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What Securing CECL Compliance Means for Your Institution

Financial Crimes

Andrew Elliott



For small- to midsize banks and financial institutions, regulatory compliance is an ongoing challenge. At one level, your customer information and analytics capabilities must remain accessible, trustworthy, and secure. Then you have to ensure all your systems remain aligned to meet the complex requirements of your region.

A recent addition to your compliance demands is the new federal accounting standard, Current Expected Credit Loss (CECL). Implemented for larger banks in 2020 and impacting credit unions and other lenders in early 2023, CECL constitutes a transformational change in how you monitor the stability of your business.

If your organization hasn’t yet adopted CECL, the fines can be just as damaging as AML and fraud prevention violations. Fortunately, as far as federal regulators are concerned, your first violation constitutes what amounts to a fix-it ticket. But from that point forward, the clock is ticking for you to secure compliance and protect your institution’s reputation.

If your business is behind schedule in adopting CECL standards, now is the time to get started.

What CECL Means for Your Institution

CECL fundamentally aims to ensure transparency in your institution’s financial reporting while protecting your economic stability. Rather than solely focusing on the losses your business has incurred, CECL’s framework is based on expected credit loss.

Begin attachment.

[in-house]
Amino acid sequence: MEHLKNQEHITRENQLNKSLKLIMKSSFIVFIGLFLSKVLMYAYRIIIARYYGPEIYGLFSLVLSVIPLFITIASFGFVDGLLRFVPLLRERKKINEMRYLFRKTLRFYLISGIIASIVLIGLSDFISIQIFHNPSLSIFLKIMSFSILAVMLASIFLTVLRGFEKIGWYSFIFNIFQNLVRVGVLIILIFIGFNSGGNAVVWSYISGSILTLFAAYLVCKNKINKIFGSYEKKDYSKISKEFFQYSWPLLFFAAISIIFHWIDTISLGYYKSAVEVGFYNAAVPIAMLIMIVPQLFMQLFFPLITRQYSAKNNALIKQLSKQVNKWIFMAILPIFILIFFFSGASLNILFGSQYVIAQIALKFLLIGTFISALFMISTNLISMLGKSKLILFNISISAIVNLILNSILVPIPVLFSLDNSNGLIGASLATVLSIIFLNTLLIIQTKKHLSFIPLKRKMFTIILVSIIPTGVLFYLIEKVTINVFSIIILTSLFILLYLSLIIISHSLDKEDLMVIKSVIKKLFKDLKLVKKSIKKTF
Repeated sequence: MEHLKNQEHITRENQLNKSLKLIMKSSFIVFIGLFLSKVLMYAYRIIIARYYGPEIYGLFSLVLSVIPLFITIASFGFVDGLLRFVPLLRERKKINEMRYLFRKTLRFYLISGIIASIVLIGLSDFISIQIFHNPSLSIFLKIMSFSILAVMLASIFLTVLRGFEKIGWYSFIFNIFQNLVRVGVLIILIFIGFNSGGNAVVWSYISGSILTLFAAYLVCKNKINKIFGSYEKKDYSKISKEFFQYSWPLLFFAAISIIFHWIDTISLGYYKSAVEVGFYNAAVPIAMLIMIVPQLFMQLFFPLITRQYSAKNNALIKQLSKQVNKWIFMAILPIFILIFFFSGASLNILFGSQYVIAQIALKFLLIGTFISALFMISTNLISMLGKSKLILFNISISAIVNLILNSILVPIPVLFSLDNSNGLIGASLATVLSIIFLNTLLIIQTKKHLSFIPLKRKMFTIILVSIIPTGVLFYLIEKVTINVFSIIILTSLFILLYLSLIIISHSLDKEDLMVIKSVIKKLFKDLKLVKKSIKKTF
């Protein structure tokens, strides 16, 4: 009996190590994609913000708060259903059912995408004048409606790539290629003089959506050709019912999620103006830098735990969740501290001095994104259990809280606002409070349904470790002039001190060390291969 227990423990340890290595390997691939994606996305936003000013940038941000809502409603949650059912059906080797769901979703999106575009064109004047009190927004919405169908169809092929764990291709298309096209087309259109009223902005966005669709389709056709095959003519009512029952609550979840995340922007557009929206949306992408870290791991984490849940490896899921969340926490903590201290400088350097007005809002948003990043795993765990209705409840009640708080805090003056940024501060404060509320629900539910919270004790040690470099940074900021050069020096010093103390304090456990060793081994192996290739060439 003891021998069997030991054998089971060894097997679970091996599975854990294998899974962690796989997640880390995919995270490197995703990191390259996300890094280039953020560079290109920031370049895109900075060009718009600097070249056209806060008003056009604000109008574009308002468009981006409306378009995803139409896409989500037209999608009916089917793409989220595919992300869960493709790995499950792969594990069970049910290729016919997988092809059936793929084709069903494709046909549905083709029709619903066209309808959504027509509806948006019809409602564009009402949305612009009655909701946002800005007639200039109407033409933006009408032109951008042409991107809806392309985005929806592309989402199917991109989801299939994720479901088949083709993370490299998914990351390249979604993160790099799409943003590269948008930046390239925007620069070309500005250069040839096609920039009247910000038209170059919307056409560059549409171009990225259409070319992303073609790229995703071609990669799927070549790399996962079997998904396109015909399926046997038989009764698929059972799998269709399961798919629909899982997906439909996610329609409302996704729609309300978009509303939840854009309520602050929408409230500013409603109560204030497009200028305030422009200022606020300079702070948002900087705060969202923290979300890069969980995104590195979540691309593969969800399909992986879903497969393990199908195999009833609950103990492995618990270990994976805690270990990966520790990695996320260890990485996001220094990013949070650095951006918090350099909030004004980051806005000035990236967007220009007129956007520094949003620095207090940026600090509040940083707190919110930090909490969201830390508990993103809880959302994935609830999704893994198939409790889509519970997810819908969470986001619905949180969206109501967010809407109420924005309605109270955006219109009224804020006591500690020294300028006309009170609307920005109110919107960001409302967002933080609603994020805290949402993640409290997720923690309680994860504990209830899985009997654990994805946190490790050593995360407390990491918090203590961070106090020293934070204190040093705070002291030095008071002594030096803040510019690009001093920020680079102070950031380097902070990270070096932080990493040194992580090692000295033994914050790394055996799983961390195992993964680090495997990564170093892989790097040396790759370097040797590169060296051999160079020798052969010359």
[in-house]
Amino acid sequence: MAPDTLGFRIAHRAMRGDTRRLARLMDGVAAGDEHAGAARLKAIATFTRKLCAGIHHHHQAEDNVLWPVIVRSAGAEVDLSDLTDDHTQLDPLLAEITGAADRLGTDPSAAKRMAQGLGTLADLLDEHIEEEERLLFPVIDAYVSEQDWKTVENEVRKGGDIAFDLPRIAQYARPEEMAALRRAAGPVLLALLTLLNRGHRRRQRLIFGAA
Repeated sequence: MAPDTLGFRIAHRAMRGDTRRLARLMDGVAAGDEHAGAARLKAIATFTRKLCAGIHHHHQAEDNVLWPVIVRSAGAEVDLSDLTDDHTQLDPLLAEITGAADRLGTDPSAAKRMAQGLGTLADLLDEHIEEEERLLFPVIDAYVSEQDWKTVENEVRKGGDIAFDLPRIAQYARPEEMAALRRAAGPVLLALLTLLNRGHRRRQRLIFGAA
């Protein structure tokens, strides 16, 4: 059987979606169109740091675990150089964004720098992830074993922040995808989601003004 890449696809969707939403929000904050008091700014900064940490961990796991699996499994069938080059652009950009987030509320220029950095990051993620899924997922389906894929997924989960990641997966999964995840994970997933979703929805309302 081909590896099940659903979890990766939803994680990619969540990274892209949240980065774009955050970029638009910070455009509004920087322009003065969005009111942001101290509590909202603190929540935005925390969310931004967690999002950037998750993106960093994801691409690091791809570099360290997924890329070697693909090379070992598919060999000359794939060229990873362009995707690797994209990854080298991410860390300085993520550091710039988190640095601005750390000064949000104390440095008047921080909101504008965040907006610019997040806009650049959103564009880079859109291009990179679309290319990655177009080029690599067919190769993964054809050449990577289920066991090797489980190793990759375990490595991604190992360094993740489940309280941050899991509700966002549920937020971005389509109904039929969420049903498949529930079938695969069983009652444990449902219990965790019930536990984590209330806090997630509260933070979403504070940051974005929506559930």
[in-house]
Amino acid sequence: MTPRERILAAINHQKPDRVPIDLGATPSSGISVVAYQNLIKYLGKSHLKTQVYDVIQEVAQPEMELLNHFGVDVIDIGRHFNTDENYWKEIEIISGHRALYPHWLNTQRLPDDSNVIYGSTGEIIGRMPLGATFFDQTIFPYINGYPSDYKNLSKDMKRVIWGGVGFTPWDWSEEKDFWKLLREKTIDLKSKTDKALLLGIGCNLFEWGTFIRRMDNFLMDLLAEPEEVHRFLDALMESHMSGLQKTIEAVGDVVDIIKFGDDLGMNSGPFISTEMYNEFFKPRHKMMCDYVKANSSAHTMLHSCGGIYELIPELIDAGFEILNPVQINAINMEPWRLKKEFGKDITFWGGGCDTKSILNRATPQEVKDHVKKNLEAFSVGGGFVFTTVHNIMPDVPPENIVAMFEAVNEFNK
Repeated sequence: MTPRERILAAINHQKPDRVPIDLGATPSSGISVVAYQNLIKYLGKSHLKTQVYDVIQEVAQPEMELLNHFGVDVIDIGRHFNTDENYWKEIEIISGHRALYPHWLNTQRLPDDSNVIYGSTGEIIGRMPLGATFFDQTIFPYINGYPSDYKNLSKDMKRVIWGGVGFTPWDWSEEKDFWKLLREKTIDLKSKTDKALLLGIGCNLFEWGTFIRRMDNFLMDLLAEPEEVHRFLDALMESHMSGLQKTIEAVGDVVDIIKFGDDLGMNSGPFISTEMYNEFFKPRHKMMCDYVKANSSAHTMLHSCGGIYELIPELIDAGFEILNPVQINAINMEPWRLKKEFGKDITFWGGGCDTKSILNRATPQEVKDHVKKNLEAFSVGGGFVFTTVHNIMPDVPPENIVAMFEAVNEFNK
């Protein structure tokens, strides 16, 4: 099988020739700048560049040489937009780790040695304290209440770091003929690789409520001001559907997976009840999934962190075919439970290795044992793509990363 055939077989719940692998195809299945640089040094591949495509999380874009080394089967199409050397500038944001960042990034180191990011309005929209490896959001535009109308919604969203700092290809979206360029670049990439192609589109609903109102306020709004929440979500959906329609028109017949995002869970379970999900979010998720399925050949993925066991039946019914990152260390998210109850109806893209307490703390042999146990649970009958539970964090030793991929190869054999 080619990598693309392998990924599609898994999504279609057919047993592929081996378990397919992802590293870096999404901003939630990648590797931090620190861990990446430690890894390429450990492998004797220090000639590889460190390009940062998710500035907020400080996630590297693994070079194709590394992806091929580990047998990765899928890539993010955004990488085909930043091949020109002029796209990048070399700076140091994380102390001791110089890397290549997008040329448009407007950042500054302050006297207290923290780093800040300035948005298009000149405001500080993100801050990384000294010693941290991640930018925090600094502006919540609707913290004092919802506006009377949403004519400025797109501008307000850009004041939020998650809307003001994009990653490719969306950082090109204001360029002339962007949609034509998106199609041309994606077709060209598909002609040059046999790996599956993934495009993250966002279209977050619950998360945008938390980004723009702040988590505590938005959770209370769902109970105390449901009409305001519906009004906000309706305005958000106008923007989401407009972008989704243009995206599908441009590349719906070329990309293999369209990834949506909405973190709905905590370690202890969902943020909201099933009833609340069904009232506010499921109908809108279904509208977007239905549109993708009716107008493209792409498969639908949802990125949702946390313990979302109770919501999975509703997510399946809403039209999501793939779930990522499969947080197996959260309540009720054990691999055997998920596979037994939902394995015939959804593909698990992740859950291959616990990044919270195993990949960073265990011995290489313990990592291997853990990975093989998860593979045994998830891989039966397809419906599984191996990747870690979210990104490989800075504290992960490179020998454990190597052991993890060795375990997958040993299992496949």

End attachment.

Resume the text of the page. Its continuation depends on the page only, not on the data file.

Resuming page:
Ultimately, the new standard evaluates your institution’s stability by focusing on the probability your borrowers will default on their loans. The accounting standard focuses on a few key metrics, including:

  • Loss Given Default (LGD): How much does an institution stand to lose in a loan default?
  • Expected Credit Loss (ECL): The amount of loss an institution may incur over a given time period.
  • Exposure: What other risk factors impact your institution’s health in the marketplace?

These metrics at the heart of CECL provide a holistic blueprint for the health of your organization. At its root, the regulation bears similarities with the international accounting standard IFRS 17, which evaluates the stability of insurers. CECL sets a new standard for banks, credit unions, and other financial institutions.

On the surface, CECL assures federal regulators that your institution’s finances are stable. But it also provides a means to secure a more stable, analytics-driven future for your organization.

CECL Compliance Offers Advantages for Financial Institutions

If your organization has been slow to adopt modernization practices such as cloud storage and advanced analytics, CECL compliance is your push to get up to speed.

Legacy analytics tools and credit reporting agencies can run reports to illustrate your customer’s credit risk and your organization’s level of exposure. But previous accounting standards have been criticized for being too reactive and not providing timely information about losses. Advanced analytics tools offer crucial insights in a way that improves your ability to manage risk and allocate capital as your business demands.